This principle displays certain similarities with res judicata: the Spanish Supreme Court therefore asked the Court of Justice whether it was compatible with EU law, in particular considering that a national court, hearing an appeal against a judgment temporally limiting the repayment of sums wrongly paid by the consumer under a term declared to be unfair, cannot raise of its own motion a ground relating to the infringement of Directive 93/13 and order the repayment of those sums in full.
Recalling its case-law, the Court reaffirms that EU law precludes national case-law that temporally limits restitutory effects to amounts wrongly paid under an unfair term after the delivery of the judicial decision in which the finding of unfairness is made. The Court also finds that the application of such a principle of national judicial procedure is liable to make the protection of the aforementioned rights under Directive 93/13 impossible or excessively difficult, thereby undermining the principle of effectiveness.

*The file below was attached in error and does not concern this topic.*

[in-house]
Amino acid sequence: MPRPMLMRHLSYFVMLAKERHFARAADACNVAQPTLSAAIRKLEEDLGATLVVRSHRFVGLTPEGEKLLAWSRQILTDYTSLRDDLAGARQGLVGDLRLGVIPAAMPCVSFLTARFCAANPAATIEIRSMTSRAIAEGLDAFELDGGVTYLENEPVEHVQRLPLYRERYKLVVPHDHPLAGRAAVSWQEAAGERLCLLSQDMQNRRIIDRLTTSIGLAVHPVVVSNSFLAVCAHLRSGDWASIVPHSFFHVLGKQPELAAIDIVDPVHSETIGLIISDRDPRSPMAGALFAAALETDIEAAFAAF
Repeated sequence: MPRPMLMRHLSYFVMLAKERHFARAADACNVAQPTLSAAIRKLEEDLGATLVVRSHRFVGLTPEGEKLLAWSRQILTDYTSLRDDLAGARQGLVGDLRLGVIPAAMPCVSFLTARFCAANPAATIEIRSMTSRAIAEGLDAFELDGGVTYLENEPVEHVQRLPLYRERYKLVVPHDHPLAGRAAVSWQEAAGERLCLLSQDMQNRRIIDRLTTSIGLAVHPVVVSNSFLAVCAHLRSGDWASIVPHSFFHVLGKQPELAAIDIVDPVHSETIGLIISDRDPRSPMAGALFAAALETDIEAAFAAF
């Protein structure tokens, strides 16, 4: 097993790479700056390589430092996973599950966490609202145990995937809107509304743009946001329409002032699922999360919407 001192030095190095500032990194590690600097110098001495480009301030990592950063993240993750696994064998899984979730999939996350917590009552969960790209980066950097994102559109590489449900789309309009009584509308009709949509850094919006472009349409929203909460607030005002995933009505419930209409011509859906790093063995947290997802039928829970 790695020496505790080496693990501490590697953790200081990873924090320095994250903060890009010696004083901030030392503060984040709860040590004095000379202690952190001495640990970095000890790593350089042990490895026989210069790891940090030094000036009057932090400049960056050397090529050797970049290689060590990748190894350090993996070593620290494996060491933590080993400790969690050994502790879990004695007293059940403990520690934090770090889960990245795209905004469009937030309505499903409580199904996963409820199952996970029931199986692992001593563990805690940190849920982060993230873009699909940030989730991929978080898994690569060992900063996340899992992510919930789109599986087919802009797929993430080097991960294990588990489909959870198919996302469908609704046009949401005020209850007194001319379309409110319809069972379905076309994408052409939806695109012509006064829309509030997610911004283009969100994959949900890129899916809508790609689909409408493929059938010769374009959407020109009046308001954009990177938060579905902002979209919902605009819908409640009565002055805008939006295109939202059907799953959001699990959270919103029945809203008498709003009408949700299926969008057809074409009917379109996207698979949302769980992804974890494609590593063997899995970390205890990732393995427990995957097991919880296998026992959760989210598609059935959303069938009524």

In all cases, the Court pointed out the importance of the EU law principle of effectiveness: while it is the responsibility of the national court to assess of its own motion whether a contractual term falling within the scope of Directive 93/13 is unfair, Member States are required to provide for adequate and effective means to prevent the continued use of unfair terms. In principle, EU law does not harmonise the procedures applicable to examining whether a contractual term is unfair and those procedures accordingly fall within the domestic legal system of the Member States, however, national procedural principles must comply with the principle of effectiveness, that is to say fulfil a requirement for effective judicial protection. In conclusion, the Court found that, without effective review of whether the terms of the contract concerned are unfair, observance of the rights conferred by Directive 93/13 cannot be guaranteed.